How to Choose Athletic Shoes

Get the right fit with tips from orthopaedic foot and ankle MDs

ROSEMONT, Ill. (Aug. 14, 2013)Whether you play on a court, run on pavement or exercise in a gym, you need the best athletic shoe for your favorite activity. Proper shoe style and fit can help you prevent foot, ankle and other injuries. But with so many types of shoes on the market, how do you choose what’s right for you and your sport?
Start with the basics. Orthopaedic foot and ankle MDs recommend trying on athletic shoes after a workout or at the end of the day, when your feet will be at their largest. This will ensure the best fit.
In addition, when trying on new athletic shoes wear the same type of sock that you will wear when playing, and re-lace the shoes so you know they feel right. Also, pay attention to your heel while trying on a shoe. Your heel should not slip as you walk or run.
For specific tips on choosing athletic shoes for your particular sport, visit the How to Select the Right Athletic Shoes page at FootCareD, the patient education website of the American Orthopaedic Foot & Ankle Society (AOFAS). Whether you need running shoes, walking shoes, aerobic shoes, tennis shoes, basketball shoes or cross trainers, orthopaedic foot and ankle MDs can guide you.
About the AOFAS
AOFAS promotes quality, ethical and cost-effective patient care through the education, research and training of orthopaedic surgeons and other health care providers. The Society creates public awareness for the prevention and treatment of foot and ankle disorders, provides leadership, and serves as a resource for government and industry as well as the national and international health care communities.​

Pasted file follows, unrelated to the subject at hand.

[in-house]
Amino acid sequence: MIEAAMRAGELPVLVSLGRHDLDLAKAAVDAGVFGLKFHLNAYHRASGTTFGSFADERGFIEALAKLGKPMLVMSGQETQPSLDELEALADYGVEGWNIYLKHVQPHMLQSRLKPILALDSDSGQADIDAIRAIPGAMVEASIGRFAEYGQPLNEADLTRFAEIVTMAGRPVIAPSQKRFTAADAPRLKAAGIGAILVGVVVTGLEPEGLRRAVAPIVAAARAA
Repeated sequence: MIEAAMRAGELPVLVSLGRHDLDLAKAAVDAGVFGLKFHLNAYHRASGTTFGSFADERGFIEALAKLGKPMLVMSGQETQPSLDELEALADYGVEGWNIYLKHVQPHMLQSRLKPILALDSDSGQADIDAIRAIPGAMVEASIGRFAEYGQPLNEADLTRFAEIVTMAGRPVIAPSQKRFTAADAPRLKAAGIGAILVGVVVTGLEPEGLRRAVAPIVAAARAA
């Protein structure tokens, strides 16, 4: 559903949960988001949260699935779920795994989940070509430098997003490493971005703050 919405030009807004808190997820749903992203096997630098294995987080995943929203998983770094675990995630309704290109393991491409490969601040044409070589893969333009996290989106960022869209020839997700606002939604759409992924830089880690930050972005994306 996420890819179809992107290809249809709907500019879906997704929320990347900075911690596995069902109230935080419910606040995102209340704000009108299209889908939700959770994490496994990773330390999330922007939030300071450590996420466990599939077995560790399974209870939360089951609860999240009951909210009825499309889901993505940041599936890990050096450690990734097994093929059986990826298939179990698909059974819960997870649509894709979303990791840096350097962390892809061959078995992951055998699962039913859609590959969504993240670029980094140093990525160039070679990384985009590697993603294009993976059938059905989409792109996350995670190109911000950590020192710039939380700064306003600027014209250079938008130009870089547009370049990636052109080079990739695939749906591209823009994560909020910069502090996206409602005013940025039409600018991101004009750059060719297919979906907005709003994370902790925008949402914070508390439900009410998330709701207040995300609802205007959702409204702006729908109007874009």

About Orthopaedic Foot and Ankle Surgeons
Orthopaedic foot and ankle surgeons are medical doctors (MD and DO) who specialize in the diagnosis and treatment of musculoskeletal disorders and injuries of the foot and ankle. Orthopaedic foot and ankle surgeons use medical, physical and rehabilitative methods as well as surgery to treat patients of all ages. Relying on four years of medical school training, five years of post-graduate training and often a fellowship in orthopaedic foot and ankle care, orthopaedic foot and ankle surgeons perform reconstructive procedures, treat sports injuries, and manage and treat trauma of the foot and ankle.
Jennifer Hicks
Public Education Manager
Office: 847-430-5079